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Pakistan: The extremism challenge

Monday 4 December 2017, by siawi3

Source: ttps://

The extremism challenge


Updated December 04, 2017

IT is a pattern that helps militants and terrorists stay ahead of a state in pursuit. Reports that the Peshawar attackers may have been tricked by their handlers into believing they were attacking an intelligence office instead of a civilian vocational training institute demonstrates the craftiness of the enemy.

Brainwashing young men into becoming suicide bombers or fidayeen attackers has a significant history now, but perhaps that task is made easier by the utter lack of a counter-narrative and the absence of any meaningful counter-extremism strategy in the country.

The National Action Plan, drawn up in the wake of the devastating Army Public School attack in December 2014, at least recognised the importance of a counter-extremism strategy in the overall fight against militancy and terrorism, but little has been done to implement it. Indeed, recent events in the country suggest that NAP has effectively been buried and forgotten.

The fear is that the scale of the extremism challenge may be set to grow significantly. In the past, rivalries between extremist groups of different sects have sharpened when one group is perceived to have gained an advantage with the public over the others.

Now, with an election on the horizon and uncertainty prevailing across the political landscape, extremist elements may be further emboldened to grab space from mainstream political parties and drag the national discourse into very troubling directions.

A weak government and a state in which it appears that the various institutions are neither working cohesively nor reading from the script complicates the task of keeping extremism in check.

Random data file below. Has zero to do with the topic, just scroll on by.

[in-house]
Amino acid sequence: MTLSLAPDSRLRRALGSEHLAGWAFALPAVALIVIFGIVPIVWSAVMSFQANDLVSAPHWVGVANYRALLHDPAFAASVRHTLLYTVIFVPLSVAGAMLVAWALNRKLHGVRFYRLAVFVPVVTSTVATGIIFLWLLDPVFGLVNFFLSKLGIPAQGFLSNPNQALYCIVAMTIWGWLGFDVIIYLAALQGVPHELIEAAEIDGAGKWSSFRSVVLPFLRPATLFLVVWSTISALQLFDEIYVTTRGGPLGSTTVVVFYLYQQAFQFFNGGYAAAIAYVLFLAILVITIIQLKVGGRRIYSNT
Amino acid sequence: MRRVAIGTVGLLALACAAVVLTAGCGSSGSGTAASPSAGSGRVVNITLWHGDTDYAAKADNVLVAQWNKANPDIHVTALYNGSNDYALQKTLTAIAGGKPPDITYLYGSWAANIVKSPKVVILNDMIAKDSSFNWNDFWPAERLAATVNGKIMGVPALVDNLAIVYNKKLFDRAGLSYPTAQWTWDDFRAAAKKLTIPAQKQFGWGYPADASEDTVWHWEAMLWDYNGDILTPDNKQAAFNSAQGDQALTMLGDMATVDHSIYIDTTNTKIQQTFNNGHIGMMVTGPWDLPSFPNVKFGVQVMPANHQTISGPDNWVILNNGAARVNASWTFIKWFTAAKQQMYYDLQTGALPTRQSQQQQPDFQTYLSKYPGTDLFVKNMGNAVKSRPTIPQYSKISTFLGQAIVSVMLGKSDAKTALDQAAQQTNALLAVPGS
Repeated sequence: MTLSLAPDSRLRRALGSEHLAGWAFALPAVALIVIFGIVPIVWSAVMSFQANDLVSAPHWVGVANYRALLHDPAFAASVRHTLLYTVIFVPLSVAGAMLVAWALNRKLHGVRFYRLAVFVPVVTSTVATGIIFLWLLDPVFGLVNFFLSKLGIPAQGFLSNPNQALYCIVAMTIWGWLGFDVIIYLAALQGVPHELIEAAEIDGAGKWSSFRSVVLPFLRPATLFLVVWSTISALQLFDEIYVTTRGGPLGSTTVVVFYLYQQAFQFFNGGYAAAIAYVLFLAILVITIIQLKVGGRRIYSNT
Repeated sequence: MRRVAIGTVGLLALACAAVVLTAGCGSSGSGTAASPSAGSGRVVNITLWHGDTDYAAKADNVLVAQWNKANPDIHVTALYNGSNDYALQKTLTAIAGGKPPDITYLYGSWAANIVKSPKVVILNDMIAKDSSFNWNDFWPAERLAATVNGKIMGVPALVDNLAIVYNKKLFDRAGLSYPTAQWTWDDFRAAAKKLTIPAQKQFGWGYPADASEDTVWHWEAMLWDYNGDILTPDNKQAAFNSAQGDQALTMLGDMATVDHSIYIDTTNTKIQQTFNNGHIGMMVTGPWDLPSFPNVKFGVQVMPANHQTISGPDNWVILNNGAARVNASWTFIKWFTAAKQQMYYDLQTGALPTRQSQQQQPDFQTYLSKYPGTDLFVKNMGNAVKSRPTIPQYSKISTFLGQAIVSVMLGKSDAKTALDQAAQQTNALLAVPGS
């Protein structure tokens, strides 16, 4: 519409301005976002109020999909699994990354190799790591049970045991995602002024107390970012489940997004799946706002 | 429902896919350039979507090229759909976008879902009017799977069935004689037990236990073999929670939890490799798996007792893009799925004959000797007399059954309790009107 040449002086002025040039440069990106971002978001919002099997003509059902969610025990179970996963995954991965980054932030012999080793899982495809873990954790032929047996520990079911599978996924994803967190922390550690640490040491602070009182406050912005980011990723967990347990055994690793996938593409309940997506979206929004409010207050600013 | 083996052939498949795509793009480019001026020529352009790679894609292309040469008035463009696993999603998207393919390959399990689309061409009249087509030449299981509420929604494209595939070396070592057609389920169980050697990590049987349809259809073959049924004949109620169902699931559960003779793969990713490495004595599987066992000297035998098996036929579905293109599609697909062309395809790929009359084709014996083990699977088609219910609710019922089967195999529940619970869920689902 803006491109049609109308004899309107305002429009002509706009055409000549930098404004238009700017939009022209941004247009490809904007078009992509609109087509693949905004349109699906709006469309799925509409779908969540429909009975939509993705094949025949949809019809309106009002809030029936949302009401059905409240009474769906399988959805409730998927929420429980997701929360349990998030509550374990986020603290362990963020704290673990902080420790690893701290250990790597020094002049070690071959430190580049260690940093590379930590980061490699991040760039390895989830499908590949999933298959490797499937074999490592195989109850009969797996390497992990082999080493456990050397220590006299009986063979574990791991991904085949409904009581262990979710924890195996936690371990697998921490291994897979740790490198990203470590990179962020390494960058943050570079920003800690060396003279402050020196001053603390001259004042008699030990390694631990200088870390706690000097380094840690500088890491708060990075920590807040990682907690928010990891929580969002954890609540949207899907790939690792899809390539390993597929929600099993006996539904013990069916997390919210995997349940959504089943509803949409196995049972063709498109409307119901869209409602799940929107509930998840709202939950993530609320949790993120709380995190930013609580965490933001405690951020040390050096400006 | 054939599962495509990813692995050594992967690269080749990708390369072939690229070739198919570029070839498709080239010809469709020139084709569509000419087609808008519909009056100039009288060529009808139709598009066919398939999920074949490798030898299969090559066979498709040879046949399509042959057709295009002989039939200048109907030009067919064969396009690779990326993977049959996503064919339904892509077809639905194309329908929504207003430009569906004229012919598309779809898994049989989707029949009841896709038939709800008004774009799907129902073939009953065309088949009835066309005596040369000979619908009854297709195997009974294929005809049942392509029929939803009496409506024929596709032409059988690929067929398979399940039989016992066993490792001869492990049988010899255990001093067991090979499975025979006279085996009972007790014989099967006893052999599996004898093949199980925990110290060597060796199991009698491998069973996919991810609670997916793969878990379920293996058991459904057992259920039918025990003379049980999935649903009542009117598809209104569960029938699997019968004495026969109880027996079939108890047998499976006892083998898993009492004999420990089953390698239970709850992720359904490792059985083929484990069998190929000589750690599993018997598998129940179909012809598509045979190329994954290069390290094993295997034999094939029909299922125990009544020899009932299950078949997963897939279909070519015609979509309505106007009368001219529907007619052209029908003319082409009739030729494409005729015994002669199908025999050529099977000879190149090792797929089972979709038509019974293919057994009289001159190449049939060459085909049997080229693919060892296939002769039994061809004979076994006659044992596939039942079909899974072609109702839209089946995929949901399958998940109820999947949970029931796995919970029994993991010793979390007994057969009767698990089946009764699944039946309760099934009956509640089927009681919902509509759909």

Perhaps institutions such as parliament or the Election Commission can step up and suggest a revised code of conduct for the elections that explicitly bars extremist rhetoric and speech that can fan hate, spread discord and open sectarian fault lines. It should be clear that doing nothing is not an option.

If it is agreed that Pakistan must remain a constitutional, democratic, people-oriented state, there needs to be clarity on the extremist challenge.

The spectrum from suicide bombers to eager participants in the politics of hate is wide and each part of that spectrum requires a specialised approach to countering it. But the starting point to countering all parts of the militancy and extremist challenge is arguably the same: a determination to return the country and its people to a moderate, inclusive and tolerant centre.

Early on in the fight against the banned TTP, it had appeared that the state had been overwhelmed by the challenge to its authority and clawing back space would be tremendously difficult. It was a hard slog, but determination and strategy helped pull the country back from the edge of the abyss. That same commitment needs to manifest itself if the extremist challenge is to be first contained and eventually rolled back.

A part of the reason why militants sometimes appear to be one step ahead of the state is their tenacity and craftiness. The state must fight back with vigour and assemble all the tools it needs to win what is a battle for the soul of the country.